Intangible Heritage

The Intangible Cultural Heritage of Place

Premiership Room A, Melbourne Cricket Ground 06/10/2016 1:00 pm - 2:30 pm

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Susan McIntyre-Tamwoy
Katie O’Rourke
Denis Gojak
Mick Harding
Meredith Walker

The context and challenges of developing an Australia ICOMOS, Burra Charter perspective on Intangible Cultural Heritage – a lively, issues-based discussion.

The AICOMOS National Scientific Committee for Intangible Cultural Heritage has been developing resources to assist heritage professional in considering Intangible Cultural Heritage (ICH), and are exploring how intangible heritage aspects of place – including human activities and knowledge – are identified, assessed and protected for the benefit of the community.  The session will present, from a variety of perspectives, the challenges in reaching a Burra Charter, place-based approach to ICH.

Session Structure: 4 speakers (15 mins each) followed by a Q&A discussion panel of the speakers and Kellie Clayton, Heritage Registrar, Aboriginal Victoria, Department of Premier and Cabinet, plus a chair/moderator (30 mins).


Dr Susan McIntyre-Tamwoy (President ICOMOS International Committee on Intangible Cultural Heritage, Associate Director, Extent Heritage (International Projects and Research), Senior Research Fellow, James Cook University) and Katie O’Rourke (Katie O’Rourke Consulting, Cairns): Under the Bauhinia tree: Lessons from South East Asia on ICH and the intersection between people place and practice

The UNESCO 2003 Convention for the Safeguarding of Intangible Cultural Heritage was conceived as a harmonizing tool that could in part work to mitigate the negative impacts of globalisation while creating opportunities for renewed dialogue amongst communities within and across national borders and thereby maintain the world’s cultural diversity.  Australia, like most of the major western nations, is not a signatory to this convention.  However practitioners within Australia have for some years been incorporating a consideration of intangible values into understandings of heritage places in Australia.

Meanwhile, many of our neighbours in Southeast Asia have enthusiastically embraced the Convention and embarked on a range of activities from research and documentation through to the enactment of legislation. The adoption in 2015 of the UN Sustainable Development Goals which specifically reference cultural heritage for the first time will potentially provide an added impetus for consideration of cultural heritage in Southeast Asia and the Pacific although the impact of this has for the most part yet to filter down into development planning.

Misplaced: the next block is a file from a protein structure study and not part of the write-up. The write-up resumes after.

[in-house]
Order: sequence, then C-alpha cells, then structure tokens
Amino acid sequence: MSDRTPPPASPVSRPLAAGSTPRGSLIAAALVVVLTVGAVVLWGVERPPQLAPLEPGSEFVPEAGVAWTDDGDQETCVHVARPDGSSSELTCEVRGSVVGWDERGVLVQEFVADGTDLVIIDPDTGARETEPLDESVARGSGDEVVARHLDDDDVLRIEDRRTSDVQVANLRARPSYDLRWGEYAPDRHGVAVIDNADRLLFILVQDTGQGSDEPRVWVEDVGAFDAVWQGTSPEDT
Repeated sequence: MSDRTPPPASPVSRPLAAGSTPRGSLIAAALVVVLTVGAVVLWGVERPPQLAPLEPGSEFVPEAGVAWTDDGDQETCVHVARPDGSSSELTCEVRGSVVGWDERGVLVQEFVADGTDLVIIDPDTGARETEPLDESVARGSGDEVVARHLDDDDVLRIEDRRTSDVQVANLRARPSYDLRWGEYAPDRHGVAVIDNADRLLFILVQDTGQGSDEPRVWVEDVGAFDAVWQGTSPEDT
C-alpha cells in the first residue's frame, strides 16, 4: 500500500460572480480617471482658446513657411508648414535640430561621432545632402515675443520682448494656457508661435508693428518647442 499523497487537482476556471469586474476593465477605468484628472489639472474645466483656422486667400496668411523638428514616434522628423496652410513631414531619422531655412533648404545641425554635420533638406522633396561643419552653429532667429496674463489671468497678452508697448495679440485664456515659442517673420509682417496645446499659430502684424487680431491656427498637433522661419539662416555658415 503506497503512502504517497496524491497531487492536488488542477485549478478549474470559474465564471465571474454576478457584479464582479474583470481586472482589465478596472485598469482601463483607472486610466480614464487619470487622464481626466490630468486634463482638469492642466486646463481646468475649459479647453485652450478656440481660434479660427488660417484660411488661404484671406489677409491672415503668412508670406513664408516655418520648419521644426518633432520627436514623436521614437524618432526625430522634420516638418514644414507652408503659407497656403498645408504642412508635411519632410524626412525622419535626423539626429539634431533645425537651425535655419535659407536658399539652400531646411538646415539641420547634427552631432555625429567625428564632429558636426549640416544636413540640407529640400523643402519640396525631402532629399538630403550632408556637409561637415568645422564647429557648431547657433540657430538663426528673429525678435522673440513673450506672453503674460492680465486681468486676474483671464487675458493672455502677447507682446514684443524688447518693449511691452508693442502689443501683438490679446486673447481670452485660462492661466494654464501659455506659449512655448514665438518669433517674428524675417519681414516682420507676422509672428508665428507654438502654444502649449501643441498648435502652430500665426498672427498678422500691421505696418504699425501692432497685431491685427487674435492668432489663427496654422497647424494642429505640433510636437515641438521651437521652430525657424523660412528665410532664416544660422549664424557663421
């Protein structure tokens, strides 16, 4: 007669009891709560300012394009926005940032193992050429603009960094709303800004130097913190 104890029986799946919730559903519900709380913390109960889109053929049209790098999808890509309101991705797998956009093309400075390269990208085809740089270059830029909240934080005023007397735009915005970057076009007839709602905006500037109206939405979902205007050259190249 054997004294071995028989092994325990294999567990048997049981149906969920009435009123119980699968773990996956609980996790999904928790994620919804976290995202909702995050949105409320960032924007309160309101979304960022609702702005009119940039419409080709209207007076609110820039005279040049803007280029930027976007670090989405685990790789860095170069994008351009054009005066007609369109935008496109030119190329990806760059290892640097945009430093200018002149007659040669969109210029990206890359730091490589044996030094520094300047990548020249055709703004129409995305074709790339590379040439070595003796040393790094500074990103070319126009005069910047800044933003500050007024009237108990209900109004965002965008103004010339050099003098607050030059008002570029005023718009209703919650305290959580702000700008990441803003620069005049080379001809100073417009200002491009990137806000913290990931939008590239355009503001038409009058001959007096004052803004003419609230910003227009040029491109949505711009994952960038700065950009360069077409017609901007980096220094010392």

While there are many similarities in the approaches of nations across Southeast Asia there are some interesting differences.  In some cases ICH and TCH have developed in to separate silos and in others they are more entwined.  This paper will report on recent research in Southeast Asia, look at some initiatives in Australia and consider some of the lessons that we can learn from our neighbours to the north.

Denis Gojak (Senior Heritage Specialist Roads and Maritime Authority, NSW; PhD candidate, University of Sydney): Tangible roads and intangible journeys – a heritage user’s perspective

The challenge for any infrastructure organisation is to conserve heritage values that are not tangible or self-evidently relevant to itself.  Within Roads and Maritime we have developed practical procedural guidelines helping project managers to identify potential heritage values early on, and to consider how these might represent value-adding opportunities rather than constraints.

Mick Harding (a Taungurung man, Board Member of Taungurung Clans Aboriginal Corporation and past Chairperson, Chair Victorian Aboriginal Heritage Council): Intangible Cultural Heritage from a Traditional Owner’s perspective

My paper will demonstrate how the words tangible and intangible have disconnect for my culture.

They are non-indigenous concepts.

They are also articulated in a foreign concept of understanding of the world we live in.

I will also write and explain the concepts of our culture, and articulate it in my language (Taungwurrung).

Meredith Walker (heritage consultant, Convenor of the NSC-ICH Working Group on Intangible Cultural Heritage, former chair of Australia ICOMOS and is a member of the ICOMOS ISC for Theory and Philosophy of Conservation and Restoration, honorary life member Australia ICOMOS): UNESCO and Us: Introducing the Burra Charter Practice Note – Intangible Cultural Heritage and Place

The UNESCO Declaration for the Safeguarding of Intangible Cultural Heritage has prompted a greater awareness of the contribution which human activities make to the significance of place.  The preparation of a Burra Charter Practice Note was high on the agenda of the NSC-ICH committee when it was launched in late 2014.  A working group was established, a workshop at Port Fairy in 2015 was followed by the preparation of several drafts, each with a different approach.  The draft now available for comment defines ICH in the context of the Burra Charter (adapting the approach in the UNESCO Declaration) and also provides guidance about ICH and place, its characteristics, and issues for practice.